One of the nice things about newer, faster busses like DDR3 and DDR4 is on-die termination. They are nice because you don’t have a bunch of components clogging up your routing layers, and I would say more importantly, it limits your required layer transitions which can help make your boards quieter. So take advantage of the fact that you don’t have to route out to a terminator and try to keep your layer transitions limited to underneath the IC. The area under the IC is a particularly exciting location on the board, and also happens to be the best place for layer transitions.
In a recent aricle in Printed Circuit Design and Fabrication Magazine, I discuss the EMI problems associated with layer transitions. The article can be found here: http://pcdandf.com/cms/component/content/article/171-current-issue/9656-designers-notebook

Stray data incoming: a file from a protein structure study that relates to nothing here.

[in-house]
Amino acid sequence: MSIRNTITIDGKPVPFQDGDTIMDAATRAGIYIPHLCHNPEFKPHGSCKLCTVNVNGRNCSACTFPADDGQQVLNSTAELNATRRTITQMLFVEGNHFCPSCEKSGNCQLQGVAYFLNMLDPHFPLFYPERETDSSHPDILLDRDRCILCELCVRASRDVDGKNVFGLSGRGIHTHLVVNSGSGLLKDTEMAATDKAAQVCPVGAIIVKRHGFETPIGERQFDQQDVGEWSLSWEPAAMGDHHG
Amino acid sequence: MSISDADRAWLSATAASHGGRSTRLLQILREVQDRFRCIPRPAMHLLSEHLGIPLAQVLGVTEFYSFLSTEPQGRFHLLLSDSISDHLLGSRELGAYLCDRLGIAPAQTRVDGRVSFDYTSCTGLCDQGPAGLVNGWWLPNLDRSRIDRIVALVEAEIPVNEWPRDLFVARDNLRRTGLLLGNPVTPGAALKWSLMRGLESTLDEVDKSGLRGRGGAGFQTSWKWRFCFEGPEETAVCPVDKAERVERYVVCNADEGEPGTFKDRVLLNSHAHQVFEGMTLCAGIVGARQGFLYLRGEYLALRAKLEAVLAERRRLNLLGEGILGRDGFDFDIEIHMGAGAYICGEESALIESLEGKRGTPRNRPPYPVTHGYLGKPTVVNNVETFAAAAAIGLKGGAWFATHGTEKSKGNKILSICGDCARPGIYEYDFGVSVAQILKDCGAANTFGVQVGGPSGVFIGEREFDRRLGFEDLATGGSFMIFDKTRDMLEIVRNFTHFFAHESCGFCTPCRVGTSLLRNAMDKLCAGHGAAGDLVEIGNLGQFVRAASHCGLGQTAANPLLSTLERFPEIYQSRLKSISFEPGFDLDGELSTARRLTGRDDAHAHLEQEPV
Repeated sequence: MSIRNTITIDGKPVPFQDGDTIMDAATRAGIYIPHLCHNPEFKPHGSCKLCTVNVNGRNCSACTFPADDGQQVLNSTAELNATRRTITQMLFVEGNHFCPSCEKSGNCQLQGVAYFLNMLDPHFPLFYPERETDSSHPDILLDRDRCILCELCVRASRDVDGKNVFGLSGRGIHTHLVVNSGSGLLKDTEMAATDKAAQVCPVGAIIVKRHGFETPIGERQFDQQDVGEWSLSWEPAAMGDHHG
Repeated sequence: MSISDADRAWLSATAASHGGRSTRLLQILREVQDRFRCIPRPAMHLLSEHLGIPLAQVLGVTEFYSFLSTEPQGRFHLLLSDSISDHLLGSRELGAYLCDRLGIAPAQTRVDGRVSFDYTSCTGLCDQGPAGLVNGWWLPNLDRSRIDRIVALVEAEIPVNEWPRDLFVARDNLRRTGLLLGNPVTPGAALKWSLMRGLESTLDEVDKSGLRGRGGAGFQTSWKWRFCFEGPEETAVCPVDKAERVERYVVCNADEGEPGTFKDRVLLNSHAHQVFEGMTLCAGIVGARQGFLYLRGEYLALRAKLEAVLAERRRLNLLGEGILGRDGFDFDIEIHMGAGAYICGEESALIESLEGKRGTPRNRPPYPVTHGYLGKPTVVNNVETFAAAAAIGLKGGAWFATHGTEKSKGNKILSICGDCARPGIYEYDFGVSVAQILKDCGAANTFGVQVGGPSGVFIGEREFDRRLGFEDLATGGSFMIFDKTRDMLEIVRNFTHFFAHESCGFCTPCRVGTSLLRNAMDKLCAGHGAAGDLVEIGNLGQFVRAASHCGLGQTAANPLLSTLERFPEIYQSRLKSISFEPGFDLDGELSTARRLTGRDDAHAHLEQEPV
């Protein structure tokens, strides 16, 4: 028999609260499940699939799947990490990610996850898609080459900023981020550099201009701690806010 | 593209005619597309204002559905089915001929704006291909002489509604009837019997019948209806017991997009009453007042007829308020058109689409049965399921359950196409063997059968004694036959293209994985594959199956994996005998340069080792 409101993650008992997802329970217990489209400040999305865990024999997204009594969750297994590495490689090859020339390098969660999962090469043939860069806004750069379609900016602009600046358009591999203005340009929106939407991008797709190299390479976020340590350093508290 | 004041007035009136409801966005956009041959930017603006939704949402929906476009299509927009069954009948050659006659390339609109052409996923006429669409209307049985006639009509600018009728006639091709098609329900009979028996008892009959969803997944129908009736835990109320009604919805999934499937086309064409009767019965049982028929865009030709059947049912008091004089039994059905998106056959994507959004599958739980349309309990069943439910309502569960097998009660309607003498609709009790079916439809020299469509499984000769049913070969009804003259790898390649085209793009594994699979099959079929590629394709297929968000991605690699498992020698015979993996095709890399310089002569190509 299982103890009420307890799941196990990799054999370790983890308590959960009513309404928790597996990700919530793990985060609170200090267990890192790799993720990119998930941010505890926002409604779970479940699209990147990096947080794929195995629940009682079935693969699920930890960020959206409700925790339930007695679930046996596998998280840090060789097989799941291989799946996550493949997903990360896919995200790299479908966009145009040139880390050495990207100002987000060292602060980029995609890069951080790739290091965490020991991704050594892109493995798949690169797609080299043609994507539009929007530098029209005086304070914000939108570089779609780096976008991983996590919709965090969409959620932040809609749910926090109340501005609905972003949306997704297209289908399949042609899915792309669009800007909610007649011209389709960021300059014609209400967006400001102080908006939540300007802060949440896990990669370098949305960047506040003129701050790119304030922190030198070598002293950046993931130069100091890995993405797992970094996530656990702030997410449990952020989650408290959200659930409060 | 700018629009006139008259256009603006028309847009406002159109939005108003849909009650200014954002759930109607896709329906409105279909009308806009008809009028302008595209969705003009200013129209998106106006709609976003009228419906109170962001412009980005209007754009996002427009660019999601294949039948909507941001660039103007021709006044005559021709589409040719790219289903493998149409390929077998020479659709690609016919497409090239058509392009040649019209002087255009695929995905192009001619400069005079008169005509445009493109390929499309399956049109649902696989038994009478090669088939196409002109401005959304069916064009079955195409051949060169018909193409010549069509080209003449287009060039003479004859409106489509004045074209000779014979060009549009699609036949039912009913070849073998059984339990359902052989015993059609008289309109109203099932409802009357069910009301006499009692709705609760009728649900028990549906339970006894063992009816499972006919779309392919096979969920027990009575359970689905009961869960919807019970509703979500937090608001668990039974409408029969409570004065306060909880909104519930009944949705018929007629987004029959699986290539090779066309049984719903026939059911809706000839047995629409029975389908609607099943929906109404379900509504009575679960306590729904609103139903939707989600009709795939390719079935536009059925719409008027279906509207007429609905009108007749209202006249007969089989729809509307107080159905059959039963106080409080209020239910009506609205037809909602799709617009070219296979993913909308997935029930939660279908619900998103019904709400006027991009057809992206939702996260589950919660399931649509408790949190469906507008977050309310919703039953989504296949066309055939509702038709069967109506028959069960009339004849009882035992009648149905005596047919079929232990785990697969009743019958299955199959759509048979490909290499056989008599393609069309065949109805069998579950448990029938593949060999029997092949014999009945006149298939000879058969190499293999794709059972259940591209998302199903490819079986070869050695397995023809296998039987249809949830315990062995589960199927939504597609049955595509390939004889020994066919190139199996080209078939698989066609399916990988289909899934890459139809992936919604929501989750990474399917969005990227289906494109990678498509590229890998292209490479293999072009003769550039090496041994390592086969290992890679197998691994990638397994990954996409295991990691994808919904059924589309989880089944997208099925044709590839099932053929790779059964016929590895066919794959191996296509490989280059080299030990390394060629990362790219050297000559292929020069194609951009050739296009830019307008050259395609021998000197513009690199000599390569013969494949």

Bascially, a stitching via is needed anywhere you transition a signal between layers, to provide a continuous return current path for the signal. I have discussed return current paths in several previous blogs, but to summarize, broken return path = radiating signal. This is why a stitching via is needed when a signal transitions between layers. Well, more precisely, a stitching “thingy” – in the case that the different return paths are planes with the same voltage (usually ground), a via will work. But if they are at different potentials, a capacitor should be used. Where on the board are there the most vias and capacitors? Just around the IC. This makes it the best place to do any layer transitioning.